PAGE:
Tom Lane said, “As an associate member I don’t get a vote. Some persuasive arguments have been made here. I have gone to a number of web sites that show the suitability of different areas for wind generation.” His conclusion is that Carlisle is not suitable.
Alan Carpenito emphasized that he was speaking as a citizen not as a Selectman. “I’ve come to enough of your meetings to realize that you are conscientious about the character of the community. And now we have this. OK, it is springtime, you get up on a Sunday morning, looking at the trees, the flowers, listening to the birds and there is this 140 foot thing next door to your house going whup, whup. I just cannot believe that this community would consider these things in our town. People come here, spend a lot of money to buy a home. Some buy big homes – 5,000 or 6,000 square feet and put up a windmill to save energy! They should just cut the house in half and throw half of it away. Except for the cars, when you walk down the street the town looks like it did 100 years ago. You have to look at the big picture – the impact on the community.”
Chair Greg Peterson, a member of the committee that developed the proposed bylaw, said, “Given the cost strictures [monopoles being more expensive] I was initially prepared to look the other way on the question of lattice towers even with visual impact issues.” He said a reference in the Mosquito report on the March 9 public hearing on this bylaw was inappropriately attributed to him. The reference concerned the interaction of raptors with wind turbines at the Altamont Pass Wind Resource Area. He does have concern for impact on wildlife. He said, “I think we would see raptors perching on towers. We have a relatively natural environment with plenty of rodents. Really large facilities have low rotation rates, the birds see it, and it is like jaywalking in traffic. The smaller units can operate in excess of 50 rpm. Raptors will perch on towers, they will take off, ride the thermals, and they will not see the turbine. The smaller units (like the Bergey 10 kW unit) run at approximately 300 rpm – five revolutions per second. A bird will not see it.”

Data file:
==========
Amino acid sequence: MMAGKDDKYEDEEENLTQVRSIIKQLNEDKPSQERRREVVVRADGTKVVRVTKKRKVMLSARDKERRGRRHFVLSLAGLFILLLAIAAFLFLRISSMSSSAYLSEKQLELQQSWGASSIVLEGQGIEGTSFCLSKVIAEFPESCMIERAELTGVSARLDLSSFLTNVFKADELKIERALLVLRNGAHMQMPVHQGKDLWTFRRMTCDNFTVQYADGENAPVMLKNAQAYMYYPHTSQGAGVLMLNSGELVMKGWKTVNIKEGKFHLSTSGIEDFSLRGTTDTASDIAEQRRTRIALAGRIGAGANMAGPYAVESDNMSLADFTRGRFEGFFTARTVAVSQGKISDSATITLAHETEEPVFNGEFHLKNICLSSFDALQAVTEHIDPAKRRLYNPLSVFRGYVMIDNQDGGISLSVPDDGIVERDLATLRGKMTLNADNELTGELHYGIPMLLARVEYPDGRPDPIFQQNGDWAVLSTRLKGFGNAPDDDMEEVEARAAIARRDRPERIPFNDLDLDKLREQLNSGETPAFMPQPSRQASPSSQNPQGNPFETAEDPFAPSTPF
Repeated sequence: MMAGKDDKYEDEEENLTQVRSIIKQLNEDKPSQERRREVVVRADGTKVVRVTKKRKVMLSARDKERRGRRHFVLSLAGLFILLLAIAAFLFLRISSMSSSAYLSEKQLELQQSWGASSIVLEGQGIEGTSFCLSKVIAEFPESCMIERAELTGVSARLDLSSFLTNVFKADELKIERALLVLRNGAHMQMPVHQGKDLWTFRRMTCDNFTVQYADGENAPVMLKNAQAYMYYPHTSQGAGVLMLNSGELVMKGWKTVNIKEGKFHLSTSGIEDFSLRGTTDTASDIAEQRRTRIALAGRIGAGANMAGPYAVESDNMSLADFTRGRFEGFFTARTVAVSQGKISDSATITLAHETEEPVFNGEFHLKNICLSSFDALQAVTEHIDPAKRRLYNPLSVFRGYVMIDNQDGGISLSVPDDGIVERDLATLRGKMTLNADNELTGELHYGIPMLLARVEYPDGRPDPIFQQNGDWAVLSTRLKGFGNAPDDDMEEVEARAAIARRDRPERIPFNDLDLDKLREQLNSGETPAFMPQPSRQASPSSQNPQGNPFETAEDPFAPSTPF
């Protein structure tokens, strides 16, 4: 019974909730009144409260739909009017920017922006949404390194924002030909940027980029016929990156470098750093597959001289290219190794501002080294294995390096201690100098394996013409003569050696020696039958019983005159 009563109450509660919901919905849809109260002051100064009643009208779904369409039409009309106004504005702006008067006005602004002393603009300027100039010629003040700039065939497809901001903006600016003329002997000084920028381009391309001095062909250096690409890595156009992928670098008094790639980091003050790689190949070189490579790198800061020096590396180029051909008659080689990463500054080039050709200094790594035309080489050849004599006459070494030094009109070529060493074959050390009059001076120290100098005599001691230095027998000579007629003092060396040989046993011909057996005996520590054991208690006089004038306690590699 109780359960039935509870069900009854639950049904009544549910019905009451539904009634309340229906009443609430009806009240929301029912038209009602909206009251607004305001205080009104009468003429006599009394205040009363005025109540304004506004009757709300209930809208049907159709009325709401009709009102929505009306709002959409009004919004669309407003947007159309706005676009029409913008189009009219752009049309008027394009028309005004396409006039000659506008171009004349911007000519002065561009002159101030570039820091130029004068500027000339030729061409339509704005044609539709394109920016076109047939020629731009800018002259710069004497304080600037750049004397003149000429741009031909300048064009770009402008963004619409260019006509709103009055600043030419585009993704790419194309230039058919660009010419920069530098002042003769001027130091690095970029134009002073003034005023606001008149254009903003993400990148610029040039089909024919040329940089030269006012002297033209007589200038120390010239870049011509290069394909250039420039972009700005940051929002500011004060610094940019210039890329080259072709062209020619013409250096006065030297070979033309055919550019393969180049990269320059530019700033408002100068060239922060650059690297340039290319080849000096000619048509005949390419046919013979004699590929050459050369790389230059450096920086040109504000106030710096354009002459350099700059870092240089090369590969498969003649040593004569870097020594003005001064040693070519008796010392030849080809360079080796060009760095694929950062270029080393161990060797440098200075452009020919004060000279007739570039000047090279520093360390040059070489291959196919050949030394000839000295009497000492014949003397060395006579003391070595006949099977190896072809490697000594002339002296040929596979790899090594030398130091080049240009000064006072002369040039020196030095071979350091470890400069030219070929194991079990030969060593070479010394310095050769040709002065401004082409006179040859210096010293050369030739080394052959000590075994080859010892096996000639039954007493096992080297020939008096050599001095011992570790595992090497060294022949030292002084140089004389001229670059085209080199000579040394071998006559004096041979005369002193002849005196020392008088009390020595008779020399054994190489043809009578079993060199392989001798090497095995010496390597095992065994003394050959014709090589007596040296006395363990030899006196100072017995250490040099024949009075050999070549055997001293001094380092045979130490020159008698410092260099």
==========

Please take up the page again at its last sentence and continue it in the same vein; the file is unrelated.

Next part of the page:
Regarding solar, Peterson said, “There has been a certain degree of intellectual dishonesty that says we don’t allow solar systems. We do allow them – on roofs. There is 30 years’ custom – with experience mostly for hot water systems but also solar electric.” Peterson called for a vote. ∆